In January, the federal NDP released a statement on Ukraine affirming that it “has always believed peace is achievable through diplomacy,” and advocating for a negotiated solution, rather than military escalation, to the crisis in Eastern Europe. This was consistent with its 2021 election platform, where it pledged to “make sure that Canadian-made weapons are not fuelling conflict.”
Nine months later, in the midst of Russia’s invasion of Ukraine and on the 60th anniversary of the Cuban Missile Crisis, such restraint is needed more than ever. The war has reached dangerous new heights, with United States President Joe Biden recently warning of the “prospect of Armageddon.” U.S. officials have privately said the conflict will not result in either side achieving total victory. Moreover, recent Ukrainian gains on the battlefield even present an opportune time for negotiations with Russia.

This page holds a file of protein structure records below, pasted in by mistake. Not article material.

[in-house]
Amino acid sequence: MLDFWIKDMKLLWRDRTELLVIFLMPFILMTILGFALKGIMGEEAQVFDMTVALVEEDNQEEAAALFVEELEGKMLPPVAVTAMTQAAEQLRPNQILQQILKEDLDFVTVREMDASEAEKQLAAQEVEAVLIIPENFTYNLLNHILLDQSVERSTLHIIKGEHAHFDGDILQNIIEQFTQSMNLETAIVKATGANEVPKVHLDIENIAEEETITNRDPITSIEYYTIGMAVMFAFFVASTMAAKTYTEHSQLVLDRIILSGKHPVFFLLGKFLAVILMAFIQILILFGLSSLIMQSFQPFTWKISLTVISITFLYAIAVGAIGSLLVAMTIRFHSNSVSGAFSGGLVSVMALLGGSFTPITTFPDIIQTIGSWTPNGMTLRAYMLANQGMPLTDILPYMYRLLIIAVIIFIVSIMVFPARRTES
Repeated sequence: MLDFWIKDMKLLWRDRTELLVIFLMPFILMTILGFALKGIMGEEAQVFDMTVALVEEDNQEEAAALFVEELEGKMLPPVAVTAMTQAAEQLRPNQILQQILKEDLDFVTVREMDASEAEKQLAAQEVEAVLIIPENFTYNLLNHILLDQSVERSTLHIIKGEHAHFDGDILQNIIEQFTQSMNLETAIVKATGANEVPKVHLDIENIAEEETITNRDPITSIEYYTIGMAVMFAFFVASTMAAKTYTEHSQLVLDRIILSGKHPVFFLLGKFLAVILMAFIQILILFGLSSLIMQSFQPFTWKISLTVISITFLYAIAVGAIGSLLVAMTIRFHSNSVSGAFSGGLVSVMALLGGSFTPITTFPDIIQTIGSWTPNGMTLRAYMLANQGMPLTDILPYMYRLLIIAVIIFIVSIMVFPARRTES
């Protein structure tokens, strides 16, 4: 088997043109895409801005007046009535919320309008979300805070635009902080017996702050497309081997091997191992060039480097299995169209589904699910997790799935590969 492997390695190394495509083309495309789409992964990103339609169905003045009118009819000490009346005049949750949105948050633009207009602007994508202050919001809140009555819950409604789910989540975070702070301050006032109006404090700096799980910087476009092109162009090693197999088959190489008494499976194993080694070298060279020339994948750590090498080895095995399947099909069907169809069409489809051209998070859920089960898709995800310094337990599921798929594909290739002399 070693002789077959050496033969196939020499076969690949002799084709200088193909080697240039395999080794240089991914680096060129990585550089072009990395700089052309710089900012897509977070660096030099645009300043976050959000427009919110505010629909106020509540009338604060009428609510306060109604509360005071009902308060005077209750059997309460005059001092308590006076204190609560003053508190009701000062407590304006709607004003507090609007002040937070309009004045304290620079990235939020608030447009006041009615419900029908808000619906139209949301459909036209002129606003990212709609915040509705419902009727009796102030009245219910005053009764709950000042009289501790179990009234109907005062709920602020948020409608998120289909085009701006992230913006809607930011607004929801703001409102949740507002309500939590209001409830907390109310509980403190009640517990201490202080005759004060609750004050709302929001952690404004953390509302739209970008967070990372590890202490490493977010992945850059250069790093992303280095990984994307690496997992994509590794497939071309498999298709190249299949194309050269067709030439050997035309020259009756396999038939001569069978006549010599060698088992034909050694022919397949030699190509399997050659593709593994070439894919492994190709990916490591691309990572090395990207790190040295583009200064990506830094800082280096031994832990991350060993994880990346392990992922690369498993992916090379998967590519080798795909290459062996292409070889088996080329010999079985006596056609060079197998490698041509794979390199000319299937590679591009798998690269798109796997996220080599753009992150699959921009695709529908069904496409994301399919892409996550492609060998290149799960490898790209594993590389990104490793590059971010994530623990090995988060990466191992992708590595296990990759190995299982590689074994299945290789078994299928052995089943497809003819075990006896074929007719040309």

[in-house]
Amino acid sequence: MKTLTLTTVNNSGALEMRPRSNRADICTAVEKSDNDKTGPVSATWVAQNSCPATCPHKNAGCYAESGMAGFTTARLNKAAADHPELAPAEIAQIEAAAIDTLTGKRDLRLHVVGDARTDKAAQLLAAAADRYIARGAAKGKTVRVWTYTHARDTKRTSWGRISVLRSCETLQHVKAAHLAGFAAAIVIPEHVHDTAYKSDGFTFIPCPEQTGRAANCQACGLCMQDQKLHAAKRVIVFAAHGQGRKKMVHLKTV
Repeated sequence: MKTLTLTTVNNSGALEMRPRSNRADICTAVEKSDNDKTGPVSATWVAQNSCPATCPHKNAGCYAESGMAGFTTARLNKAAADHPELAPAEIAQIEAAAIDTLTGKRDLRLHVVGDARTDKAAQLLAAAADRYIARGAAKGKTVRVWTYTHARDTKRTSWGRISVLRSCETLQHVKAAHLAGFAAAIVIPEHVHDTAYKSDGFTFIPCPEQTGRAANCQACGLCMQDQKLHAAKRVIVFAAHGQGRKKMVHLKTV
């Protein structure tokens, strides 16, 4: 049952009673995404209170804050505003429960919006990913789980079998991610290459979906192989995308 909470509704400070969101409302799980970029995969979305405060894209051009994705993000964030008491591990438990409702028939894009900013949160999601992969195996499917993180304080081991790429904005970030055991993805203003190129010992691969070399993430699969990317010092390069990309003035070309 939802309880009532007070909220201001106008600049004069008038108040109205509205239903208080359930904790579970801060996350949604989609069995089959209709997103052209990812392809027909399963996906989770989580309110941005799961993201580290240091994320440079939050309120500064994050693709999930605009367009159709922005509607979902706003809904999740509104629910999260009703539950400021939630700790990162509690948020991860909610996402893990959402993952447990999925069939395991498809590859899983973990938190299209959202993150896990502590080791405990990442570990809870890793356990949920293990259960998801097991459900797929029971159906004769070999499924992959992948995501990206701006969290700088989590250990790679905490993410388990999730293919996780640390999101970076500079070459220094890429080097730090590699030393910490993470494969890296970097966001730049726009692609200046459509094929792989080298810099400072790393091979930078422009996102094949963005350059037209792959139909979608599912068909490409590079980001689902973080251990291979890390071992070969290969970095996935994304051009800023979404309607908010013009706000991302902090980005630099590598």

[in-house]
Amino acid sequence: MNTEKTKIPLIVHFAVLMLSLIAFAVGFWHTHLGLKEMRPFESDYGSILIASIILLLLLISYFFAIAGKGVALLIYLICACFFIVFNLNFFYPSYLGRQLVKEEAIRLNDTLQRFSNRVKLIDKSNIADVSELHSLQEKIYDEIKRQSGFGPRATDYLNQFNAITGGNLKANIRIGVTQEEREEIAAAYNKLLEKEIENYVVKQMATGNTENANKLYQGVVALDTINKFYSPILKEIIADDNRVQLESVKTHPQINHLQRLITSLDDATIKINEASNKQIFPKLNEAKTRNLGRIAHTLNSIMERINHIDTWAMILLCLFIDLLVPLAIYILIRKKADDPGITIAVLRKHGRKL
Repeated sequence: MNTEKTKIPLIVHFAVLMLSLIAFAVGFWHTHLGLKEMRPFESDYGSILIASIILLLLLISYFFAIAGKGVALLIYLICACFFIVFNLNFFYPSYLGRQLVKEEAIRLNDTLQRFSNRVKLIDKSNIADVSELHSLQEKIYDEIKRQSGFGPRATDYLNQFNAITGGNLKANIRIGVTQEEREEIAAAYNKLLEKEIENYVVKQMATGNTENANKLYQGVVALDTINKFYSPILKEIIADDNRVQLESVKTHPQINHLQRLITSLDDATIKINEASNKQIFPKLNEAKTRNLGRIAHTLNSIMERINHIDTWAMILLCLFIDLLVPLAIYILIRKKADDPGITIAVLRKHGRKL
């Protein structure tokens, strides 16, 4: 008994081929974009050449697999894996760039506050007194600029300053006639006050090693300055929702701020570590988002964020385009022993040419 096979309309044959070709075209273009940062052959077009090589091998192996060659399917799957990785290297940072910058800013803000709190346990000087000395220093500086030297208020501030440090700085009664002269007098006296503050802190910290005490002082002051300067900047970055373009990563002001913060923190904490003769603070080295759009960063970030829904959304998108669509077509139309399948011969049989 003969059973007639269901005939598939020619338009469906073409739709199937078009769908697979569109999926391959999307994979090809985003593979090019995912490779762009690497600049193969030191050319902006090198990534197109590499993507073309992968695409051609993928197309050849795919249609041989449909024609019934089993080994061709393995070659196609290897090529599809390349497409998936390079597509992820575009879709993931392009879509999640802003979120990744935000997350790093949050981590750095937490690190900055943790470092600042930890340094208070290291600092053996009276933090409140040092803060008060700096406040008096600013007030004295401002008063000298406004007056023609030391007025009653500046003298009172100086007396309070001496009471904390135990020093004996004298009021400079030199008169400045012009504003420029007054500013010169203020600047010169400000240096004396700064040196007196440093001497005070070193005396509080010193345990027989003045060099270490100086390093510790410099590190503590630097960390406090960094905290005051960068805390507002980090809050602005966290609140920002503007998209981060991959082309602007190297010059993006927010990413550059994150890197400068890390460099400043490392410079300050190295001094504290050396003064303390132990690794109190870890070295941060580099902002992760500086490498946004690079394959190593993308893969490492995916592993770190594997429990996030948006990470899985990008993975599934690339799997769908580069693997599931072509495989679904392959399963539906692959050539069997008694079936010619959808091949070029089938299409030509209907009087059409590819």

Instead of seeking peace and restraint, however, NATO is committed to an aggressive, ‘whatever it takes’ strategy that fuels the war further by shipping over more weapons. Canada alone has spent more than $600 million on military aid for Ukraine thus far. This absolute dedication to deepening the conflict underlines the real goal of the U.S.-led NATO alliance: use Ukraine as a proxy to see Russia “weakened” and secure hegemony in Europe, all the while benefiting the military-industrial complex. Such hawkishness doesn’t help Ukrainians, but rather has accelerated death and destruction in the country. It has also put humanity on the path to nuclear annihilation, cornering Russia in a conflict it considers an existential security threat.